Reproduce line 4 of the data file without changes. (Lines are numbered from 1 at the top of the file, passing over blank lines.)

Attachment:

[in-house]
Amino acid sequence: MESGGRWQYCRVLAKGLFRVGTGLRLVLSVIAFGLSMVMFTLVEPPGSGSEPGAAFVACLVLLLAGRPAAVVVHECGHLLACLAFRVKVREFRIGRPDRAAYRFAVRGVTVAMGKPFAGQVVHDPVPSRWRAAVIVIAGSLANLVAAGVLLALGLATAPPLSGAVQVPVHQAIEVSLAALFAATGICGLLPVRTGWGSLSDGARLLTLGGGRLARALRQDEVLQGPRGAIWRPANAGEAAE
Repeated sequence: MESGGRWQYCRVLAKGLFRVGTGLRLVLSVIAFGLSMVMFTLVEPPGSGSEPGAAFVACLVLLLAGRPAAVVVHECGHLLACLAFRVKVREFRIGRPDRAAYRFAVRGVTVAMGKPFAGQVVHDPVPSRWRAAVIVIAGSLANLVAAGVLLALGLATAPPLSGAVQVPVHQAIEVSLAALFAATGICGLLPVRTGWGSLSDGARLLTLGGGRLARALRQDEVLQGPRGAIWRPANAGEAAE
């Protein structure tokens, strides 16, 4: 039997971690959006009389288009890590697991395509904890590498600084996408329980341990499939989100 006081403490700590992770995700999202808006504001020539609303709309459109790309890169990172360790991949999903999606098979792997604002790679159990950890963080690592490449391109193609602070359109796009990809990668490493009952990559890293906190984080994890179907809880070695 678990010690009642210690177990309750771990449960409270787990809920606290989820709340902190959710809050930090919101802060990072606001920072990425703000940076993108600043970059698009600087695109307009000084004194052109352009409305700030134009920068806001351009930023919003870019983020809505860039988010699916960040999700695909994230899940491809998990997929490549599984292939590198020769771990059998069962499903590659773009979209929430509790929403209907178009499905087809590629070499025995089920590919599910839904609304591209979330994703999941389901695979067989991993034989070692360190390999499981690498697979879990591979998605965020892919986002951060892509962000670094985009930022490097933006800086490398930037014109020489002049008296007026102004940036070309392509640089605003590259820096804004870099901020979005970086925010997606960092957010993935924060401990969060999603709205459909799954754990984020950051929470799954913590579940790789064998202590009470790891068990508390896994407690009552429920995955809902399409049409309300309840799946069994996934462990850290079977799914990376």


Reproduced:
């Protein structure tokens, strides 16, 4: 039997971690959006009389288009890590697991395509904890590498600084996408329980341990499939989100 006081403490700590992770995700999202808006504001020539609303709309459109790309890169990172360790991949999903999606098979792997604002790679159990950890963080690592490449391109193609602070359109796009990809990668490493009952990559890293906190984080994890179907809880070695 678990010690009642210690177990309750771990449960409270787990809920606290989820709340902190959710809050930090919101802060990072606001920072990425703000940076993108600043970059698009600087695109307009000084004194052109352009409305700030134009920068806001351009930023919003870019983020809505860039988010699916960040999700695909994230899940491809998990997929490549599984292939590198020769771990059998069962499903590659773009979209929430509790929403209907178009499905087809590629070499025995089920590919599910839904609304591209979330994703999941389901695979067989991993034989070692360190390999499981690498697979879990591979998605965020892919986002951060892509962000670094985009930022490097933006800086490398930037014109020489002049008296007026102004940036070309392509640089605003590259820096804004870099901020979005970086925010997606960092957010993935924060401990969060999603709205459909799954754990984020950051929470799954913590579940790789064998202590009470790891068990508390896994407690009552429920995955809902399409049409309300309840799946069994996934462990850290079977799914990376």